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  1. #40
    Join Date
    May 2004
    Location
    south louisiana
    Posts
    3,242
    you are aware that that is sheetrock dust?
    sheetrock was aquired during construction at finishing stages.

    the return air is not sealed and the sheetrock dust bypassed the filter.
    or a filter was not installed.

    air sealing return air, and installing a 4" media filter will help in the future to
    solve this portion of the problem.

    best of luck
    The cure of the part should not be attempted without the cure of the whole. ~Plato

  2. #41
    Join Date
    Jan 2009
    Location
    Keokuk, IA
    Posts
    5,520
    Sheetrock is evil... at least in the eyes of this old home lover.

    Long live lime based plaster! Plaster = 0 dust during installation, antimicrobial, no paper, adds thermal mass, absorbs sound better, better tolerate exposure to water and higher fire resistance. But it of course takes more skill, labor, materials, has a cure time, and can crack a little easier if the home isn't rigid and contructed well (few modern homes fit that description).

    +1 on a 4 or 5" media filter.

  3. #42
    Join Date
    Aug 2003
    Location
    Fort Worth, TX
    Posts
    11,358
    I hope that's not Chinese drywall dust...

    IMO, HVAC installers in residential new construction should ensure equipment cannot be operated until ALL interior dust making events during construction are past. I know finish crews don't like hearing that, but there's no excuse for contaminating a brand new system with heaps of dust like that.
    • Electricity makes refrigeration happen.
    • Refrigeration makes the HVAC psychrometric process happen.
    • HVAC pyschrometrics is what makes indoor human comfort happen...IF the ducts AND the building envelope cooperate.


    A building is NOT beautiful unless it is also comfortable.

  4. #43
    Join Date
    May 2004
    Location
    south louisiana
    Posts
    3,242
    I've never been on a jobsite where they didn't run heat in winter.
    hardwood floors have to acclimate before being installed. but I do
    think its a shame that as supply boxes & returns are installed that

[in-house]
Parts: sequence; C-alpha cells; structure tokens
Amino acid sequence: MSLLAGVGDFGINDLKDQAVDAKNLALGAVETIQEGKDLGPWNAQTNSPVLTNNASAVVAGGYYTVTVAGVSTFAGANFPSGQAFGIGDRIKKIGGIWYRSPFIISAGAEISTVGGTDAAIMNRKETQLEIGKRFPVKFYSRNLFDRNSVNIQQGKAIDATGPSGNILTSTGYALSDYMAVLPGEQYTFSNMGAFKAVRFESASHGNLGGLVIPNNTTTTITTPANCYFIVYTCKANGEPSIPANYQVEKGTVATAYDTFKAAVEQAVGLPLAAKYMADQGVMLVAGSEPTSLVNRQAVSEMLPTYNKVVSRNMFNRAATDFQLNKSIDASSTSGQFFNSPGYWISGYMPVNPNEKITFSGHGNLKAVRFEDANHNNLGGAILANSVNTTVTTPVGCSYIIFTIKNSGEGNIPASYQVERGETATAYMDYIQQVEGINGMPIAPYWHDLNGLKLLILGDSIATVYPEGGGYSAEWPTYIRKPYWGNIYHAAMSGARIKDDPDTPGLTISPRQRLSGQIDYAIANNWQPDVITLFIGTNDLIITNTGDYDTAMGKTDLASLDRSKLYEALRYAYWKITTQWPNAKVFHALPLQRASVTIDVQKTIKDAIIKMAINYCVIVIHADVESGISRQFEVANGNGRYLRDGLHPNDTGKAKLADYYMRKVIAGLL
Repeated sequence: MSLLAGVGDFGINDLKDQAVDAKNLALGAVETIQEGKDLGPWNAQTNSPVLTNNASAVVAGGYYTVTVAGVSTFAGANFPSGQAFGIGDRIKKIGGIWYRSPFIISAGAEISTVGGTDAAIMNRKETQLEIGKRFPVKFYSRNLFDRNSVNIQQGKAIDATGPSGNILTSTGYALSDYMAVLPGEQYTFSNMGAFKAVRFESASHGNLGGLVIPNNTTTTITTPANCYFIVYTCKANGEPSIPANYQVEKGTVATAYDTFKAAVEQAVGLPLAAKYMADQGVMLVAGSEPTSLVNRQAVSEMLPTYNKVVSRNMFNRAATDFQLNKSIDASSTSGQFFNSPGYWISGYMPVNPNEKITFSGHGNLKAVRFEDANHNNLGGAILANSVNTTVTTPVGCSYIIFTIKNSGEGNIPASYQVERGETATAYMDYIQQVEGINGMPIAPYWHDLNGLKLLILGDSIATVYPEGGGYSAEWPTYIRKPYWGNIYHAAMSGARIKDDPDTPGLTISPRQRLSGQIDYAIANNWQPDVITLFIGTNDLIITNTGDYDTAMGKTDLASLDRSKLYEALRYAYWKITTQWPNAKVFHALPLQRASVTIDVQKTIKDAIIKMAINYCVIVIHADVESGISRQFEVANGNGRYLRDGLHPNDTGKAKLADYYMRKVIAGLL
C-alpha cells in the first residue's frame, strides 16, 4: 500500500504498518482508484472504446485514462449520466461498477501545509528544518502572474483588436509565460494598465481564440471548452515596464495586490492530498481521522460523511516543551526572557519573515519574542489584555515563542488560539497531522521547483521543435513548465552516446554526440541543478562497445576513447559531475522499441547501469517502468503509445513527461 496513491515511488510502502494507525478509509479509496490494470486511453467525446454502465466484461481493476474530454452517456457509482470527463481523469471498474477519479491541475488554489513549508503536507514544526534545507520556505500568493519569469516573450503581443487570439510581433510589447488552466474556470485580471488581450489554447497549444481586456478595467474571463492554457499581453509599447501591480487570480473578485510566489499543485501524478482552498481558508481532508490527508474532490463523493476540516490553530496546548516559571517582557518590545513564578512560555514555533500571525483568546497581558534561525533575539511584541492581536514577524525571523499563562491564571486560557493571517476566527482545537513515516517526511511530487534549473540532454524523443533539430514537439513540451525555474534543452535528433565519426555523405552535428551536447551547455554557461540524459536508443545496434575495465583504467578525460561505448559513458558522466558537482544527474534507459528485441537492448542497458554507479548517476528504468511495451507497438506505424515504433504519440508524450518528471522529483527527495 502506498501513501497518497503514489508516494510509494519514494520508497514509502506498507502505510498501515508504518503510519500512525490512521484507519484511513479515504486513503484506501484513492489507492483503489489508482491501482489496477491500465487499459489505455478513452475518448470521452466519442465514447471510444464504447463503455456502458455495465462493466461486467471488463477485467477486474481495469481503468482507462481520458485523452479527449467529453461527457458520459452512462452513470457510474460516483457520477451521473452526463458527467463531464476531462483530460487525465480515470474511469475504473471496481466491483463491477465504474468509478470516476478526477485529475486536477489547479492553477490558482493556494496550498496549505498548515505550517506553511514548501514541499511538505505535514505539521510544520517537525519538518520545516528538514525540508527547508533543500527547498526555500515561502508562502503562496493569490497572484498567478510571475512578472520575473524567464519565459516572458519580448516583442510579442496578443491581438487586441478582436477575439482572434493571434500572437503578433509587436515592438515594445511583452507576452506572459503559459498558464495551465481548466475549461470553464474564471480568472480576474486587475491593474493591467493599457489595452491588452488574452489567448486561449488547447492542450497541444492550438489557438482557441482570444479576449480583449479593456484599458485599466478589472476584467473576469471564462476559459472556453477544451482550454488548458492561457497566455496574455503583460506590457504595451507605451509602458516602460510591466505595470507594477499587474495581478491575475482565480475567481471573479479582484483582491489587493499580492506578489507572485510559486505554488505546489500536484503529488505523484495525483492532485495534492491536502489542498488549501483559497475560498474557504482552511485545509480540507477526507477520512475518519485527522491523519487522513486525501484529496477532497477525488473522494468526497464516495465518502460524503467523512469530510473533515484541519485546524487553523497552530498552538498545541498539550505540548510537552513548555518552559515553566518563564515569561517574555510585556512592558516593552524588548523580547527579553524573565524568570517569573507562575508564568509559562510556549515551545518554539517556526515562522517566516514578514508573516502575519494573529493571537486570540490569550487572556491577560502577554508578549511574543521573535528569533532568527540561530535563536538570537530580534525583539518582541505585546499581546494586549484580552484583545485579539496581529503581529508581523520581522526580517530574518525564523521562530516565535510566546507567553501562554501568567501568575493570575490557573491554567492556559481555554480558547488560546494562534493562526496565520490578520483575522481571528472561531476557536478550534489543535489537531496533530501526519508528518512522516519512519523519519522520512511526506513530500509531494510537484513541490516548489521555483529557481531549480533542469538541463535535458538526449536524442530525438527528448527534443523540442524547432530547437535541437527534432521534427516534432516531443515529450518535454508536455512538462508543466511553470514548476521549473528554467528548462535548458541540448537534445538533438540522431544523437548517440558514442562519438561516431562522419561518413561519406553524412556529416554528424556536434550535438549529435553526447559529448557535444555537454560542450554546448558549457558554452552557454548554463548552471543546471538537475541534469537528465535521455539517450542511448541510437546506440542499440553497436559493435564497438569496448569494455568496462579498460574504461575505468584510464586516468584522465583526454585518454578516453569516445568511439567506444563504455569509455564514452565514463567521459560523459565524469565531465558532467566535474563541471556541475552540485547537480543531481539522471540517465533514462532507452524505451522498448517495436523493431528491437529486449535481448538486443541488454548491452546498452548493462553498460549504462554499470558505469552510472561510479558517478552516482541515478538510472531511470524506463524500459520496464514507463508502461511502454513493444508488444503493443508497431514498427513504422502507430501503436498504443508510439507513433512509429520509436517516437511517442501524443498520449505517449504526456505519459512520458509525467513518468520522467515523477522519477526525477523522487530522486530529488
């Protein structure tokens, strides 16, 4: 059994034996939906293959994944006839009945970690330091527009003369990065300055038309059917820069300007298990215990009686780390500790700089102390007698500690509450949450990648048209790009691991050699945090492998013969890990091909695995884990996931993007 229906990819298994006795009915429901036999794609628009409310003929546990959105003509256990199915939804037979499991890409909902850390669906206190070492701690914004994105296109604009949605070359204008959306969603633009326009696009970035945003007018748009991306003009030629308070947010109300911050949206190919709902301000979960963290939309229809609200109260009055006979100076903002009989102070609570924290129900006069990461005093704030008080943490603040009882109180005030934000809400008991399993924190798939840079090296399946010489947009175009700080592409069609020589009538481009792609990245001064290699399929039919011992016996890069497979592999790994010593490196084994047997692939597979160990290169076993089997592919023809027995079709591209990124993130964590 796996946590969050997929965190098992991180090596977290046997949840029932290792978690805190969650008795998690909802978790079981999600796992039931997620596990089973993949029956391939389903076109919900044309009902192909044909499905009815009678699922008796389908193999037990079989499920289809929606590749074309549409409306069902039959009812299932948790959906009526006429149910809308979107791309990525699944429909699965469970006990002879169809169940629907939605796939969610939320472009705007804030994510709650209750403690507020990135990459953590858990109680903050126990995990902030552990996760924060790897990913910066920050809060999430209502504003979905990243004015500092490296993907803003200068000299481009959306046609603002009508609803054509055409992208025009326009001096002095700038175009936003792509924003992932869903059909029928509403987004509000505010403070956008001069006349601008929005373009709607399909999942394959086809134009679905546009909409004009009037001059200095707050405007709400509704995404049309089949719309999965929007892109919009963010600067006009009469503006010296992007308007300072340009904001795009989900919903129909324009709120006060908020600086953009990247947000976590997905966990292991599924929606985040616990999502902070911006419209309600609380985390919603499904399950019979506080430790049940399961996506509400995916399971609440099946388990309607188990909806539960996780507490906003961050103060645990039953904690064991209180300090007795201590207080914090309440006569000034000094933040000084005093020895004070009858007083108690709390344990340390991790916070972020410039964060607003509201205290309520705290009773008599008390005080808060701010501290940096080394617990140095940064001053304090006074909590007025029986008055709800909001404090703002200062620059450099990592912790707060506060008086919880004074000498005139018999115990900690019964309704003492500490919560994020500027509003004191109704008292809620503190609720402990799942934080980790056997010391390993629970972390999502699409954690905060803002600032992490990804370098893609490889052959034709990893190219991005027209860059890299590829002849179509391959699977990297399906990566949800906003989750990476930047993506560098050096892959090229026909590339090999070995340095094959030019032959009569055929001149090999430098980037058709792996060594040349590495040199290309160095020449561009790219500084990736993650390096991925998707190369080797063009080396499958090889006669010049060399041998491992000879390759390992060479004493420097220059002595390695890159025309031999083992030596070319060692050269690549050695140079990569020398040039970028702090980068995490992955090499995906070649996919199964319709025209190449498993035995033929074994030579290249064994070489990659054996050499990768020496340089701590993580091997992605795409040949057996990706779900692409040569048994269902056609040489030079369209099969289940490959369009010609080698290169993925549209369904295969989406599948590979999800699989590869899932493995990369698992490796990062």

they aren't closed off. even taping newspaper or cutting cardboard to
    cover vents/returns works to keep out sheetrock dust.

    the paperless backed drywall is outrageous in price. lots of it used
    in remediation of chinese drywall in N.O. & areas closer to me.
    thankfully all of that is just about over these days!
    The cure of the part should not be attempted without the cure of the whole. ~Plato

  5. #44
    Join Date
    Aug 2004
    Location
    North Richland Hills, Texas
    Posts
    14,915
    All that sheet rock dust is going to be difficult and expensive to clean up.
    The duct cleaning part of it can't be done with one of those useless Rotobrush machines. A real duct cleaning service, with real duct cleaning equipment, will need to get in there and do it right.

    I'd also highly recommend having air tight inserts installed in the recessed light fixtures.
    I know they are still legal to install non air tight recessed lights in most states, but it is crazy stupid that anyone is still doing so...

    Quote Originally Posted by energy_rater_La View Post
    I've never been on a jobsite where they didn't run heat in winter.
    hardwood floors have to acclimate before being installed. but I do
    think its a shame that as supply boxes & returns are installed that
    they aren't closed off. even taping newspaper or cutting cardboard to
    cover vents/returns works to keep out sheetrock dust.
    We only do maybe 1 or 2 new construction jobs every couple of years, but when I do all supply and return openings get sealed up until it is time to put the grills and registers on.
    When the builder or finish contractors bug us to start the system up for heating or cooling during construction, I tell them to go pound sand.
    If more government is the answer, then it's a really stupid question.

  6. #45
    I wanted to add that not only is it drywall dust, but they sanded and re-stained the floors the week before we moved in. Our HVAC tech thinks that they were running the units during this time. So the idiots sucked all of that dust and chemical into the units. They are back tomorrow to re-clean the system, as you can see by the pics above, they did not do it right the first time. Hopefully that in conjunction with the new 4" filters I bought will make our air breathable. Thanks again to all of you for your help and insight.

  7. #46
    Join Date
    Jun 2003
    Location
    Madison, WI/Cape Coral, FL
    Posts
    6,545
    How are you going to get fresh air into your home? You need an air change in 4-5 hours of filtered fresh regardless of your sensitivites. ASHRAE/American Medical Ass/Am Lung ASS all recommed this at a minimum for normal occupants.
    With your problems, fresh air is even more important.Start out more fresh air 24/7 and than cut back after the pollutants are purged.
    Regards TB
    Bear Rules: Keep our home <50% RH summer, controls mites/mold and very comfortable.
    Provide 60-100 cfm of fresh air when occupied to purge indoor pollutants and keep window dry during cold weather. T-stat setup/setback +8 hrs. saves energy
    Use +Merv 10 air filter. -Don't forget the "Golden Rule"

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